I like Singapore. Here it's very nice to walk about. There are soooo many trees. It is very green, so we can walk without our heads getting dizzy from the scorching sun. The traffic is also very light compared to jakarta, and the cars are new cars so not too many pollution from dark diesel fume got into our lungs. The drivers are also very polite, probably because everybody cross the streets in the right place. When we're tired, many parks around and many places to sit. Under big trees or in a sidewalk we can easily find a stone chair to sit. And we can always refresh ourselves in the toilets, which are clean and gratuit! In many places we can find tanks with tap water to drink! Oh wonderful! So even if the bottled water are expensive in Singapore, we can always re-fill our bottles in those tanks.
Transportation in Singapore is also very nice. For us, the MRT is simply amazing. Everything is automatic and modern, and clean and cool. Even when we have to stand we didn't feel tired or hot because of the aircond. Compared that to a bus in Jakarta. Yes Jakarta public transportation is really terrible. Unlike here back home the buses were dirty and old, some of the new ones have aircond but after a year or two, most of the aircond have broken down. You can't ride a bus in Jakarta without getting sweaty and smelly. And don't talk about the pickpockets. Plus of course the traffic jam. Here the buses are also very nice and clean. And we can pay with cards or use the automatic machines for coins, which is rather amazing for us. So we like to go up and down buses and MRT to use the automatic machines! :)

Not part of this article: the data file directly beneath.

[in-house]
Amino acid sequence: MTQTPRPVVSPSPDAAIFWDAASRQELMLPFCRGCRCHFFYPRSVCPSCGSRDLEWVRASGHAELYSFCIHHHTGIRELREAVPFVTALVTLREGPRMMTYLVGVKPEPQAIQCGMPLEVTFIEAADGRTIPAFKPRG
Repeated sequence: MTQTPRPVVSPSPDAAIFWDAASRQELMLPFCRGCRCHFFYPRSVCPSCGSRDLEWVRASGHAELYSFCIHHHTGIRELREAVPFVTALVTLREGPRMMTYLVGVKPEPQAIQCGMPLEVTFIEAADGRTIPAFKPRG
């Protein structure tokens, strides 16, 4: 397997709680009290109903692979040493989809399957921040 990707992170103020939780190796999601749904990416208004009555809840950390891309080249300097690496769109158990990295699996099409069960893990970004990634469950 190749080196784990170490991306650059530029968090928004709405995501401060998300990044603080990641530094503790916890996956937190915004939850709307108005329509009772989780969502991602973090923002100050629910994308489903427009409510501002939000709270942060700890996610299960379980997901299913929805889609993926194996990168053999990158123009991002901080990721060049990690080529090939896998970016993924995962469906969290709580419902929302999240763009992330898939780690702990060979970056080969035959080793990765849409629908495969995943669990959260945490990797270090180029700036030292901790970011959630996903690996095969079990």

Taxi is very expensive in Singapore, and so is keeping a car, according to Nick. In every car they have to install an electronic thing called Electronic Road Payment. Whenever a car is heading a toll road the driver simply produce the card and put it in his machine and he doesn't have to stop at any booth to pay! I can't stop being amazed :D
One thing that I noticed: in Singapore public phones are everywhere and most of them work! In Jakarta if you can find any, that's very good and if you can find one that works, oh! that's a miracle! :)
One other thing that me and my friends found interesting: petrol stations. We even stopped and took photos in petrol stations. Why? Because petrol stations in Indonesia are all the same. Companies like Mobil, Shell or BP cannot sell their petrol directly to public. It has to be the State Oil & Gas Company: The Pertamina who does that, they have the monopoly. As a consequence, all petrol stations all over Indonesia has the same look and colour. And they are mostly dark, dirty and don't have mini stores or pproper and clean toilets. In Singapore, Malaysia and Thailand the petrol stations are all lit up, colourful and very clean. Most have mini marts and proper and clean toilets. So for us it's just like in American movies. Gerry and Nick were amazed when we asked to stop and take photos in those beautiful petrol stations :D
Singapore, Monday 28 June 1999